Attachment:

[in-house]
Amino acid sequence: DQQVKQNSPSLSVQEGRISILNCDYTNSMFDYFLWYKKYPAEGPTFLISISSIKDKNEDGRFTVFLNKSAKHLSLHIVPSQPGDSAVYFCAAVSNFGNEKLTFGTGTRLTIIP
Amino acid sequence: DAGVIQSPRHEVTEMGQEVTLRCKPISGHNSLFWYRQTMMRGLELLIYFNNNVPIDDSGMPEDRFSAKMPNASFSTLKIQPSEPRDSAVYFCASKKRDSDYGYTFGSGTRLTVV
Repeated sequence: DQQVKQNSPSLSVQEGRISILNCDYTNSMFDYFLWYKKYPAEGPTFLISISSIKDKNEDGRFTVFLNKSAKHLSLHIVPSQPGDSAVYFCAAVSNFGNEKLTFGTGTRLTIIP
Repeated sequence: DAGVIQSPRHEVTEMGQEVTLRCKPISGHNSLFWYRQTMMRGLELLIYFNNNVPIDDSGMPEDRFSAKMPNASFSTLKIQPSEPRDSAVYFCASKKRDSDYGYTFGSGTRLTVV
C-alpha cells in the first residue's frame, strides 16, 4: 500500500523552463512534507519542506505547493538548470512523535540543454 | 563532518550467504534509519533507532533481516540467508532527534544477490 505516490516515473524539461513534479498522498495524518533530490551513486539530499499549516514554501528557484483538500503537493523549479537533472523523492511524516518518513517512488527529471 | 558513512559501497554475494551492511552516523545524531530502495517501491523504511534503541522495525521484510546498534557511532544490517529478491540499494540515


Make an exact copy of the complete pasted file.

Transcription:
[in-house]
Amino acid sequence: DQQVKQNSPSLSVQEGRISILNCDYTNSMFDYFLWYKKYPAEGPTFLISISSIKDKNEDGRFTVFLNKSAKHLSLHIVPSQPGDSAVYFCAAVSNFGNEKLTFGTGTRLTIIP
Amino acid sequence: DAGVIQSPRHEVTEMGQEVTLRCKPISGHNSLFWYRQTMMRGLELLIYFNNNVPIDDSGMPEDRFSAKMPNASFSTLKIQPSEPRDSAVYFCASKKRDSDYGYTFGSGTRLTVV
Repeated sequence: DQQVKQNSPSLSVQEGRISILNCDYTNSMFDYFLWYKKYPAEGPTFLISISSIKDKNEDGRFTVFLNKSAKHLSLHIVPSQPGDSAVYFCAAVSNFGNEKLTFGTGTRLTIIP
Repeated sequence: DAGVIQSPRHEVTEMGQEVTLRCKPISGHNSLFWYRQTMMRGLELLIYFNNNVPIDDSGMPEDRFSAKMPNASFSTLKIQPSEPRDSAVYFCASKKRDSDYGYTFGSGTRLTVV
C-alpha cells in the first residue's frame, strides 16, 4: 500500500523552463512534507519542506505547493538548470512523535540543454 | 563532518550467504534509519533507532533481516540467508532527534544477490 505516490516515473524539461513534479498522498495524518533530490551513486539530499499549516514554501528557484483538500503537493523549479537533472523523492511524516518518513517512488527529471 | 558513512559501497554475494551492511552516523545524531530502495517501491523504511534503541522495525521484510546498534557511532544490517529478491540499494540515